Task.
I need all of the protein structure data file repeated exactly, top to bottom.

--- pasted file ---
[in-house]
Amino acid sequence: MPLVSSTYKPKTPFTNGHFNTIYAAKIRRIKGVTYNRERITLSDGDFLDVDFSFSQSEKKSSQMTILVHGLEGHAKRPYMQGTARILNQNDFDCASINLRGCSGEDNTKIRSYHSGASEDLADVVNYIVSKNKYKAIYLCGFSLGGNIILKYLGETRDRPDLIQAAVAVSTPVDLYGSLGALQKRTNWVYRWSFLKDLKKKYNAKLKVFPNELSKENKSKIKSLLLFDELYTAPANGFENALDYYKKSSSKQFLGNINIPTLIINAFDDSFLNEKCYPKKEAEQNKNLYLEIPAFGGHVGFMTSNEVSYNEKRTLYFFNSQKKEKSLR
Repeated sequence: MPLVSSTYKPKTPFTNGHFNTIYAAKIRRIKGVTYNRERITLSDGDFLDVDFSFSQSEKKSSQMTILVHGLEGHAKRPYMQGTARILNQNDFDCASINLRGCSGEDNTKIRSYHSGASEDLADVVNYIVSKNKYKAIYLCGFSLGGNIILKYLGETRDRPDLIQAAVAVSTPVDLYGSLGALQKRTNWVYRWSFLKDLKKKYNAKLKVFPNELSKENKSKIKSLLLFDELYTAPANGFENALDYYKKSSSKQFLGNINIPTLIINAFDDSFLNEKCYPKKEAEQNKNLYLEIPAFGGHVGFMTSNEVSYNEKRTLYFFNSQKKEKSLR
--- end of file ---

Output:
[in-house]
Amino acid sequence: MPLVSSTYKPKTPFTNGHFNTIYAAKIRRIKGVTYNRERITLSDGDFLDVDFSFSQSEKKSSQMTILVHGLEGHAKRPYMQGTARILNQNDFDCASINLRGCSGEDNTKIRSYHSGASEDLADVVNYIVSKNKYKAIYLCGFSLGGNIILKYLGETRDRPDLIQAAVAVSTPVDLYGSLGALQKRTNWVYRWSFLKDLKKKYNAKLKVFPNELSKENKSKIKSLLLFDELYTAPANGFENALDYYKKSSSKQFLGNINIPTLIINAFDDSFLNEKCYPKKEAEQNKNLYLEIPAFGGHVGFMTSNEVSYNEKRTLYFFNSQKKEKSLR
Repeated sequence: MPLVSSTYKPKTPFTNGHFNTIYAAKIRRIKGVTYNRERITLSDGDFLDVDFSFSQSEKKSSQMTILVHGLEGHAKRPYMQGTARILNQNDFDCASINLRGCSGEDNTKIRSYHSGASEDLADVVNYIVSKNKYKAIYLCGFSLGGNIILKYLGETRDRPDLIQAAVAVSTPVDLYGSLGALQKRTNWVYRWSFLKDLKKKYNAKLKVFPNELSKENKSKIKSLLLFDELYTAPANGFENALDYYKKSSSKQFLGNINIPTLIINAFDDSFLNEKCYPKKEAEQNKNLYLEIPAFGGHVGFMTSNEVSYNEKRTLYFFNSQKKEKSLR